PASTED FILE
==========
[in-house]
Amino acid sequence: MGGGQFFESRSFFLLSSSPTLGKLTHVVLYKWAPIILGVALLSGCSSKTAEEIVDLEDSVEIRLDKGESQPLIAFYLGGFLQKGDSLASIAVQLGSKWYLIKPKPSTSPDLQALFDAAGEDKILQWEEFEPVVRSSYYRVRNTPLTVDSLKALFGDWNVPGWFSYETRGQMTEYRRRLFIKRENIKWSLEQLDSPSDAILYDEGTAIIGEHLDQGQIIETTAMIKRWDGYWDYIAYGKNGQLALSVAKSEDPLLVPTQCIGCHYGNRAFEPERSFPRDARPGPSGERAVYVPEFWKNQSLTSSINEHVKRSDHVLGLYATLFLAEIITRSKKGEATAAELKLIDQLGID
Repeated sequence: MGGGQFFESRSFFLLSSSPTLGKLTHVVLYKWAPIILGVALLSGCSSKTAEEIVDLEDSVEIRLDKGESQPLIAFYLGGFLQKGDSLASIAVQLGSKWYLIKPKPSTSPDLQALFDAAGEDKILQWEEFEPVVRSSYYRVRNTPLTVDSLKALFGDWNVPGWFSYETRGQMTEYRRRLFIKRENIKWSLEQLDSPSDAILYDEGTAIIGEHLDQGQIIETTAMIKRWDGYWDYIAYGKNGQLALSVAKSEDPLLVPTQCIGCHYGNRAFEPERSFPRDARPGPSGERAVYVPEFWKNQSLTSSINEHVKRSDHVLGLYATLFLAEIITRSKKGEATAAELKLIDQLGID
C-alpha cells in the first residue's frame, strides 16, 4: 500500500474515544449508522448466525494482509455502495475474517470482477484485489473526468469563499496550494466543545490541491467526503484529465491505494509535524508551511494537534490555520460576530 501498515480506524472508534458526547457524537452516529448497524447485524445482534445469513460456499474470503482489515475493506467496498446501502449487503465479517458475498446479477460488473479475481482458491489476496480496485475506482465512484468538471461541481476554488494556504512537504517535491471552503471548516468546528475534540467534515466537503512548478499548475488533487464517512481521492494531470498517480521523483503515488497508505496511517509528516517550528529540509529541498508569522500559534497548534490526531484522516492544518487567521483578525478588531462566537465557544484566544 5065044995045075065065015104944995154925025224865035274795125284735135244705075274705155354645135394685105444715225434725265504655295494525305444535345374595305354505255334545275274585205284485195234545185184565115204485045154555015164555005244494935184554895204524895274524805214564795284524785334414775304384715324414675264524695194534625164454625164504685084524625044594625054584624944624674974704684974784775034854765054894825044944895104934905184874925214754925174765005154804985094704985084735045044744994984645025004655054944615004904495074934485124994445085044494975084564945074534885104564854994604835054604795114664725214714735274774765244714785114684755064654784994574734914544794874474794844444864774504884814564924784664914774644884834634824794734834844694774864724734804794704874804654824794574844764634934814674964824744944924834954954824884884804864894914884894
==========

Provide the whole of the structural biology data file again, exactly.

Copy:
[in-house]
Amino acid sequence: MGGGQFFESRSFFLLSSSPTLGKLTHVVLYKWAPIILGVALLSGCSSKTAEEIVDLEDSVEIRLDKGESQPLIAFYLGGFLQKGDSLASIAVQLGSKWYLIKPKPSTSPDLQALFDAAGEDKILQWEEFEPVVRSSYYRVRNTPLTVDSLKALFGDWNVPGWFSYETRGQMTEYRRRLFIKRENIKWSLEQLDSPSDAILYDEGTAIIGEHLDQGQIIETTAMIKRWDGYWDYIAYGKNGQLALSVAKSEDPLLVPTQCIGCHYGNRAFEPERSFPRDARPGPSGERAVYVPEFWKNQSLTSSINEHVKRSDHVLGLYATLFLAEIITRSKKGEATAAELKLIDQLGID
Repeated sequence: MGGGQFFESRSFFLLSSSPTLGKLTHVVLYKWAPIILGVALLSGCSSKTAEEIVDLEDSVEIRLDKGESQPLIAFYLGGFLQKGDSLASIAVQLGSKWYLIKPKPSTSPDLQALFDAAGEDKILQWEEFEPVVRSSYYRVRNTPLTVDSLKALFGDWNVPGWFSYETRGQMTEYRRRLFIKRENIKWSLEQLDSPSDAILYDEGTAIIGEHLDQGQIIETTAMIKRWDGYWDYIAYGKNGQLALSVAKSEDPLLVPTQCIGCHYGNRAFEPERSFPRDARPGPSGERAVYVPEFWKNQSLTSSINEHVKRSDHVLGLYATLFLAEIITRSKKGEATAAELKLIDQLGID
C-alpha cells in the first residue's frame, strides 16, 4: 500500500474515544449508522448466525494482509455502495475474517470482477484485489473526468469563499496550494466543545490541491467526503484529465491505494509535524508551511494537534490555520460576530 501498515480506524472508534458526547457524537452516529448497524447485524445482534445469513460456499474470503482489515475493506467496498446501502449487503465479517458475498446479477460488473479475481482458491489476496480496485475506482465512484468538471461541481476554488494556504512537504517535491471552503471548516468546528475534540467534515466537503512548478499548475488533487464517512481521492494531470498517480521523483503515488497508505496511517509528516517550528529540509529541498508569522500559534497548534490526531484522516492544518487567521483578525478588531462566537465557544484566544 5065044995045075065065015104944995154925025224865035274795125284735135244705075274705155354645135394685105444715225434725265504655295494525305444535345374595305354505255334545275274585205284485195234545185184565115204485045154555015164555005244494935184554895204524895274524805214564795284524785334414775304384715324414675264524695194534625164454625164504685084524625044594625054584624944624674974704684974784775034854765054894825044944895104934905184874925214754925174765005154804985094704985084735045044744994984645025004655054944615004904495074934485124994445085044494975084564945074534885104564854994604835054604795114664725214714735274774765244714785114684755064654784994574734914544794874474794844444864774504884814564924784664914774644884834634824794734834844694774864724734804794704874804654824794574844764634934814674964824744944924834954954824884884804864894914884894